Carl Burton’s art has been featured in a lot of places. He’s done illustration work for The New York Times and the podcast Serial, and animated several of his own short films. And it’s his animated GIFs in particular that you’re probably familiar with: dreamy, stark, and oddly beautiful. Now he’s turned them into a game.
Called Islands, the game is out today on iOS, PC, and Mac. It takes less than an hour to play; mostly it’s just a really cool interactive toy that lets you see familiar places in a new way. The game features a number of locales to explore — a parking lot, a bank of ATMs, an escalator — all of which appear mundane and boring until you start to mess around with them. You can rotate each scene, and tapping on certain objects will cause different things to happen. Normal shifts into the surreal: a luggage carousel turns into a strange musical instrument, while a fountain gives way to a dark cavern full of strange machinery.
“Places like parking lots, baggage claim, and hotel lobbies are kind of neutral, places you move through on the way to another place,” Burton explains. “I wanted to show familiar environments that could be seen as mundane and suggest a surreal depth to them. But I wanted to do it in a way that anyone could play. Something very ‘easy,’ as a game, but that lets players experience a strange progression that's challenging in a different way.”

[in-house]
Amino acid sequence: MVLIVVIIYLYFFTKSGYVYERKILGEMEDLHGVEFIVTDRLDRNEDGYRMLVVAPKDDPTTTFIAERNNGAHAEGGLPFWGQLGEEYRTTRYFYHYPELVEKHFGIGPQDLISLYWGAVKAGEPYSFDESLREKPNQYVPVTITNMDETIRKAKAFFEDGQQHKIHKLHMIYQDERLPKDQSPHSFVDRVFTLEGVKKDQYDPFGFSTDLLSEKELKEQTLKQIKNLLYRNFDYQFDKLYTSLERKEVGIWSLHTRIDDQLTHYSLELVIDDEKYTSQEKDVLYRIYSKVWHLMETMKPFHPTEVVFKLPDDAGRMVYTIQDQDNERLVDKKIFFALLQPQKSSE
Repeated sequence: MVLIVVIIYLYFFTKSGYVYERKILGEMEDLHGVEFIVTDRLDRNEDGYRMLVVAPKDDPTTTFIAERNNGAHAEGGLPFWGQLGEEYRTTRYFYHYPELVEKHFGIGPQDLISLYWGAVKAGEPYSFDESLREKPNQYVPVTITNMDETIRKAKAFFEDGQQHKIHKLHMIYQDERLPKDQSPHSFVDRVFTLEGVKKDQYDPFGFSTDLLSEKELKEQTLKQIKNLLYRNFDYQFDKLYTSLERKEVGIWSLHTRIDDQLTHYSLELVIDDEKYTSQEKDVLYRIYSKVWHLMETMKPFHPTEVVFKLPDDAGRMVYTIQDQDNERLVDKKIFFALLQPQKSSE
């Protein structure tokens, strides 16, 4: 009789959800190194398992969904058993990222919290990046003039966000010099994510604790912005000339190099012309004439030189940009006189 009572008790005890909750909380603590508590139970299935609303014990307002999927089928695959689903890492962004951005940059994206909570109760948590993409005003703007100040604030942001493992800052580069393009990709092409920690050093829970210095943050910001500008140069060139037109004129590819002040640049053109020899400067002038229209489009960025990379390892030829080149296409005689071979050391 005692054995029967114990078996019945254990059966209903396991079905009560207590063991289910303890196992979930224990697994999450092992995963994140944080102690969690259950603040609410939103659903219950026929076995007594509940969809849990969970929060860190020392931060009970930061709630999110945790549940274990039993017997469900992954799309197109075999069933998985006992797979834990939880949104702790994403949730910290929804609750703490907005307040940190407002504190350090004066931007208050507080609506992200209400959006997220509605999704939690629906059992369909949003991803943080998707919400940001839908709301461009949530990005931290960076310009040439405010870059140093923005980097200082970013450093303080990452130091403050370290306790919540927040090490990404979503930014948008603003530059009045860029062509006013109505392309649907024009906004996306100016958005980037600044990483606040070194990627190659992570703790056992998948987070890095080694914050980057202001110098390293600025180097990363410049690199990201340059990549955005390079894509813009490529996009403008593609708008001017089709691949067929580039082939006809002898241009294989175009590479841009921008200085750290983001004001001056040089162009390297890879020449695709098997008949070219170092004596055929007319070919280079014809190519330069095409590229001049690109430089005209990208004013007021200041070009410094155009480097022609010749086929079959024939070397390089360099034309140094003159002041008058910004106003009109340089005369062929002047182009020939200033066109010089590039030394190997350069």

Some of the scenes look vaguely similar to Burton’s previous work, combining solid colors and dark shadows to create a haunting feeling. But the fact that they’re interactive adds a whole new dimension. “Adding sound and the ability to influence the space creates a sense of realism that is hard to achieve with films, GIFs, and stills,” he says. “In film the ‘time’ you experience is edited and cut up, but in Islands you share the same ‘real’ time as the environments. It makes them feel strangely grounded, being able to just sit and observe them, interacting when you want, which helps with something so surreal.”
Islands isn’t the kind of game that will give you a challenge. Instead, it’s a way to sit back and chill, while exploring dreamlike spaces, watching how they change as you poke and prod. And while it’s Burton’s first foray into games, it’s unlikely to be his last. “I have another game in the works right now,” he says, “but it's still too early to share details.”